What did the Bank do?
The Bank of England first intervened to save pension schemes on 28th September. The Bank needed to do this as following the government’s ‘mini budget’ announcements, confidence in the UK plummeted, ending up increasing the cost of issuing government bonds.
Bonds – specifically inflation-linked gilts – are used mainly by defined benefit pension schemes. These types of pensions are becoming rare in the private sector as their inflation protection makes them expensive to own. In general, they use nominal and index-linked government bonds as one of the main assets to balance their liabilities to pay pension members benefits when they become due. These assets are underpinned by the government as the bonds ultimately lend money to the UK government, who has always repaid their debts.
However, the pressure on gilts continued to increase due to the Bank of England confirming that it meant what it said i.e., it would only ‘carry out temporary purchases of long-dated UK government bonds’ ‘until 14 October’ resulting in gilt markets reacting nervously causing a reversal in the earlier partial recovery.
The next few days will determine whether the new Chancellor scrapping the vast majority of the ‘mini budget’ with his fiscal statement will help the UK gilt and sterling markets. Stability is vital after such a turbulent period.
What should this tell investors?
It is understandable for investors to be concerned by the current spate of economic news headlines especially when a perceived ‘safe’ asset type, such as gilts, falls so dramatically in a short space of time. However, listening to news items that do not discuss the whole picture – such as not knowing that global fixed income including bonds, although down, are nowhere near as low as UK gilts – can lead to unnecessary anxiety.
Global diversification can greatly help with returns for British investors especially when UK bonds and gilts are falling. Investors should focus on ‘smart diversification’. This should include investing across different geographical sectors, minimising a bias towards any region or country and more broadly than just the UK and across different asset types, such as equities and specialist investments. It should also involve investing across investment styles, including active management and index/passive investing. And finally, investors should invest across different investment philosophies such as Growth and Value and industry sectors.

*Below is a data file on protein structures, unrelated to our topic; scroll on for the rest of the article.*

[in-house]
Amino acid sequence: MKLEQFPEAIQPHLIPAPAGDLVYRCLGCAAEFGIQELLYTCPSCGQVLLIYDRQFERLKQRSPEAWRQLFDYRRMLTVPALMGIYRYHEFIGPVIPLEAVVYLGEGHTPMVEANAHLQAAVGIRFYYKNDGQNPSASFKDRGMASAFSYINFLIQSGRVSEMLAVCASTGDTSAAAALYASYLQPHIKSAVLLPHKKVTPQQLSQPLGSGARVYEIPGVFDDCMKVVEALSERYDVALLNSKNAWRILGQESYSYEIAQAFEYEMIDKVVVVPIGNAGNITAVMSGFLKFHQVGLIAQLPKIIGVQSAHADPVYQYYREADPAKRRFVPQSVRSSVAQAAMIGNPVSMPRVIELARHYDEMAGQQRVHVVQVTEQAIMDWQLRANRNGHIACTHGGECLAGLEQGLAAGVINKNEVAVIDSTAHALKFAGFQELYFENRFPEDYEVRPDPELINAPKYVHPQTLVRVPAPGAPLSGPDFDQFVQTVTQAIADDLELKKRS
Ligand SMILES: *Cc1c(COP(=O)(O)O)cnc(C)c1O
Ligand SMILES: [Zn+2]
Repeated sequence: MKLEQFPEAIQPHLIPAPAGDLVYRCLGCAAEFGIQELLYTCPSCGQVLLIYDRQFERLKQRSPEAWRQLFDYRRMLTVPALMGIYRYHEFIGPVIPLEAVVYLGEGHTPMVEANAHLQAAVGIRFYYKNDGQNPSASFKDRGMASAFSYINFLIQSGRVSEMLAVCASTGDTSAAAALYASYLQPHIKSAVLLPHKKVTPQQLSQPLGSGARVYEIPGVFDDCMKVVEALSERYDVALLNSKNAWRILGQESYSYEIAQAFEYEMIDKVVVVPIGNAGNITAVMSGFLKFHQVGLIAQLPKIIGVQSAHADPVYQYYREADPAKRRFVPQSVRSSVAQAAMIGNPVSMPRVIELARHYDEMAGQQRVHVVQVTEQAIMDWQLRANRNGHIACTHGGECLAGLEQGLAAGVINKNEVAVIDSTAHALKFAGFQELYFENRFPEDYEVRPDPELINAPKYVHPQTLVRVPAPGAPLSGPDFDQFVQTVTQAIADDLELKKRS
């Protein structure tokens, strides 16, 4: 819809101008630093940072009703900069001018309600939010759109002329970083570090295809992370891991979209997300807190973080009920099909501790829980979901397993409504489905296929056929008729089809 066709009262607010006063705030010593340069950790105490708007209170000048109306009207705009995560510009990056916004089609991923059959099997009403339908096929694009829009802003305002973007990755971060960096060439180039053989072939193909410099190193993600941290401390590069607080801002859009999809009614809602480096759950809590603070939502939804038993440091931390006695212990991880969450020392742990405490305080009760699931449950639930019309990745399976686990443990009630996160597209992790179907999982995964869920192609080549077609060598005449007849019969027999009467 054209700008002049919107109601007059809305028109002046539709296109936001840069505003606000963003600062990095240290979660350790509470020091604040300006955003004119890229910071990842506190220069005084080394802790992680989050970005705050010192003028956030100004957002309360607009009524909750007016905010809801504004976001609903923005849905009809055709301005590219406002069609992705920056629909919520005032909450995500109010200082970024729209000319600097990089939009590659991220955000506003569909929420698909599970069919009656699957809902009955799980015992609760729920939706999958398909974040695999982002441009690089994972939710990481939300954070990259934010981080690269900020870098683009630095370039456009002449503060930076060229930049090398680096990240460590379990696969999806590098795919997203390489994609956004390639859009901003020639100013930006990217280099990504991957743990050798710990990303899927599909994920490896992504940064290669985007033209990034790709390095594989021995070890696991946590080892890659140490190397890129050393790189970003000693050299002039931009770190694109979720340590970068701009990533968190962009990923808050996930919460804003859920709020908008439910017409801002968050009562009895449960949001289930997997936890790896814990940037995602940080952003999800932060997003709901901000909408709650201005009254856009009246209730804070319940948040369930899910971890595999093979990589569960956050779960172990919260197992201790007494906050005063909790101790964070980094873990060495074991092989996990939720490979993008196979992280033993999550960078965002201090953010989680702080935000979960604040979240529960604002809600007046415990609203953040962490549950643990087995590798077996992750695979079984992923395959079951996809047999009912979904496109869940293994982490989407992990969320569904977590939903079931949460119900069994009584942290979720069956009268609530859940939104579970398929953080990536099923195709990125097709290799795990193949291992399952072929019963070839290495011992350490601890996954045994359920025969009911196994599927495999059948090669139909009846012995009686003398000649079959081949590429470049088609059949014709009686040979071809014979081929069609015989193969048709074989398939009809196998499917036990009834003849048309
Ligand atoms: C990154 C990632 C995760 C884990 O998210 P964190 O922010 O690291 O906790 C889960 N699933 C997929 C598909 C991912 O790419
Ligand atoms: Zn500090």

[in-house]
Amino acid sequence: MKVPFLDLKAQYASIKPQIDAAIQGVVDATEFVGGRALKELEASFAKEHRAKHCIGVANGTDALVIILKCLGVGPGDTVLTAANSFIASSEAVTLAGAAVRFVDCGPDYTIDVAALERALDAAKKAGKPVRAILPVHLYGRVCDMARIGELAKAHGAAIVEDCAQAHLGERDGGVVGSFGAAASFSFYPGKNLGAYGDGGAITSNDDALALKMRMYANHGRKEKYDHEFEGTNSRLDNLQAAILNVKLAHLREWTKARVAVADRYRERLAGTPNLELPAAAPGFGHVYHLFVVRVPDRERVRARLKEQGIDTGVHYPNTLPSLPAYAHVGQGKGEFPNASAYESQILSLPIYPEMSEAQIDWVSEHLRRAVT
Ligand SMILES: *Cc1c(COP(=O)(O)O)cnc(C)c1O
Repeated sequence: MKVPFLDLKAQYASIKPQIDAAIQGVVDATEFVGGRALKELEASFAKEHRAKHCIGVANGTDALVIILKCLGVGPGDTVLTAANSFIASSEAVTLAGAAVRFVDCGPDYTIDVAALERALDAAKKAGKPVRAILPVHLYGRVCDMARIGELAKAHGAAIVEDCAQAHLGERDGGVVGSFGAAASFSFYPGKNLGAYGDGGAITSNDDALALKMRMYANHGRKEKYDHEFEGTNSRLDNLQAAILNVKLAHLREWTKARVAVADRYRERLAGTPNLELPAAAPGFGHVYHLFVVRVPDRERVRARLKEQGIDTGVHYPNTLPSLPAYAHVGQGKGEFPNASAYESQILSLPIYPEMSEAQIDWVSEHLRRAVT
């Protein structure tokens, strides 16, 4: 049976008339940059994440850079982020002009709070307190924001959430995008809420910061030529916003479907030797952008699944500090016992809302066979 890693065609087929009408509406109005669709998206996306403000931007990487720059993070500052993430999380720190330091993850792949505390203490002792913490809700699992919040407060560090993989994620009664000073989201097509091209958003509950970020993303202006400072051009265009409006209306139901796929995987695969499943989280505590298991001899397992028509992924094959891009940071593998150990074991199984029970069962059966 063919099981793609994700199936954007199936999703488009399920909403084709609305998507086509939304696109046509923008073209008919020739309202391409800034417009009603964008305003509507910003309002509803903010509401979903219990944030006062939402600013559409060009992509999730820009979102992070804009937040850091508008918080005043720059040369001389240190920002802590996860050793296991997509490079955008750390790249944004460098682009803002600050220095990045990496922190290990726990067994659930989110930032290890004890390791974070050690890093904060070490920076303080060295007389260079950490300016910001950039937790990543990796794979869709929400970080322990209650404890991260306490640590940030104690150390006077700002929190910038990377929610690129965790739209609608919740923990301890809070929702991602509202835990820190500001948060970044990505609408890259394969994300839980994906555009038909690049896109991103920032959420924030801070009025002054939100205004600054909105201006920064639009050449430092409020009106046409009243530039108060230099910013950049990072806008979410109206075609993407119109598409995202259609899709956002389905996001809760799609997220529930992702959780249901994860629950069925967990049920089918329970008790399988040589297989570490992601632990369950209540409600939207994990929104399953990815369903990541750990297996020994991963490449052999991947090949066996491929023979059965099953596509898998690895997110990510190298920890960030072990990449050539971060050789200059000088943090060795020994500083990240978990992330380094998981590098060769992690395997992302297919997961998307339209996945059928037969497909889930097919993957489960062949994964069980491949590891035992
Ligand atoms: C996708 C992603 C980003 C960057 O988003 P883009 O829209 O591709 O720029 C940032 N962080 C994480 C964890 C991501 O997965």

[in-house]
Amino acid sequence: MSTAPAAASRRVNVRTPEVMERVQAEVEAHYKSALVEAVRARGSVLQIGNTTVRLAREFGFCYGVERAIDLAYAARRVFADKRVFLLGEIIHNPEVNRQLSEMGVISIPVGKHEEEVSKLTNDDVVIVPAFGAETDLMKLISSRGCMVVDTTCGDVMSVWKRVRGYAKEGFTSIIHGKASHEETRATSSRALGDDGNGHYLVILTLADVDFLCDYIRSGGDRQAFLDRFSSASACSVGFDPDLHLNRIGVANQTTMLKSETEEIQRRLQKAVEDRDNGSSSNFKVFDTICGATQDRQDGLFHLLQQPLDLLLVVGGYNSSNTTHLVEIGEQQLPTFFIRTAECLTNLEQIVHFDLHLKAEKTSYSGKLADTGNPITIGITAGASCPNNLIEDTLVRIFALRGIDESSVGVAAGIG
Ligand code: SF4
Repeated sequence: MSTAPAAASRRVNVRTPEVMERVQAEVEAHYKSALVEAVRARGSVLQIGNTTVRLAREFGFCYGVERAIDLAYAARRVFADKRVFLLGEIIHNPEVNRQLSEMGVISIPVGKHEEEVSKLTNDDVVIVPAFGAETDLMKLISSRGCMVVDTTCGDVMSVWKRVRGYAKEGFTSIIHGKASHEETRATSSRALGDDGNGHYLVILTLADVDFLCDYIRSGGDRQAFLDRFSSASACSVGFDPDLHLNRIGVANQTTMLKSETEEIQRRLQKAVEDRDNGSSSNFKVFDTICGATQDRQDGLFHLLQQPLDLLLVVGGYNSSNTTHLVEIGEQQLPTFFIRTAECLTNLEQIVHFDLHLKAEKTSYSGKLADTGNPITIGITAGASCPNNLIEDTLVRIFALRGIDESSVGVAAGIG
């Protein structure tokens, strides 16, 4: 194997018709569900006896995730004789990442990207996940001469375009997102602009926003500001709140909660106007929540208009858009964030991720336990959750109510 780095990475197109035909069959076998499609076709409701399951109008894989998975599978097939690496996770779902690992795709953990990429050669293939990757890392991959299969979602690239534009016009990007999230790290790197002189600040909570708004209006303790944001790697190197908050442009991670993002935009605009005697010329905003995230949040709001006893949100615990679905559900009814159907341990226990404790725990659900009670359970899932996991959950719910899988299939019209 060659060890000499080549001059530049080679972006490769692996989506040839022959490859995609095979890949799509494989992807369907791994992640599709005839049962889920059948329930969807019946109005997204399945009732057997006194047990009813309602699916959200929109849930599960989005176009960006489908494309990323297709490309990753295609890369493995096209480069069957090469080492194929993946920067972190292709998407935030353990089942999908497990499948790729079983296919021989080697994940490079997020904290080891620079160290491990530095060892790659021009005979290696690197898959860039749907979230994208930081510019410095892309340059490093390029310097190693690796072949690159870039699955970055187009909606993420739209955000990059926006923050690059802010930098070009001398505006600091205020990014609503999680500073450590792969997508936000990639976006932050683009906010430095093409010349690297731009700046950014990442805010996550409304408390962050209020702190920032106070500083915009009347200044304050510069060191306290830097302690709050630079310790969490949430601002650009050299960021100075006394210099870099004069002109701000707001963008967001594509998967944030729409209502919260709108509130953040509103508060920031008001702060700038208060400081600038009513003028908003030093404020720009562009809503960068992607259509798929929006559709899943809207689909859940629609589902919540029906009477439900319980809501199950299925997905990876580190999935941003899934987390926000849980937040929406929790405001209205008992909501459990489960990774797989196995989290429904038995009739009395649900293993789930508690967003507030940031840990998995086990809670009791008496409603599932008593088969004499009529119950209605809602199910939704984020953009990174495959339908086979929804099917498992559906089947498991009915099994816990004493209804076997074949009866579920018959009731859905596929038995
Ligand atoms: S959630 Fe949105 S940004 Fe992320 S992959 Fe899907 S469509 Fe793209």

As we have said many times before, we will continue to monitor the current financial situation and keep you notified of any significant changes that are made. Please contact your Foster Denovo Partner if you wish to discuss your financial situation further.
- Financial Express Fundinfo
- Gilts are “government bonds in the U.K., India, and several other Commonwealth countries”. Gilts are the equivalent ofUS Treasury securities in their respective countries. The term gilt is often used informally to describe any bond that has a very low risk of default and a correspondingly low rate of return. They are called gilts because the original certificates issued by the British government had gilded edges. Gilts are government bonds, so they are particularly sensitive to interest rate changes. They also provide diversification benefits because of their low or negative correlation with stock markets. Gilts often respond strongly to political events, such as Brexit.” – https://www.investopedia.com/terms/b/bond.asp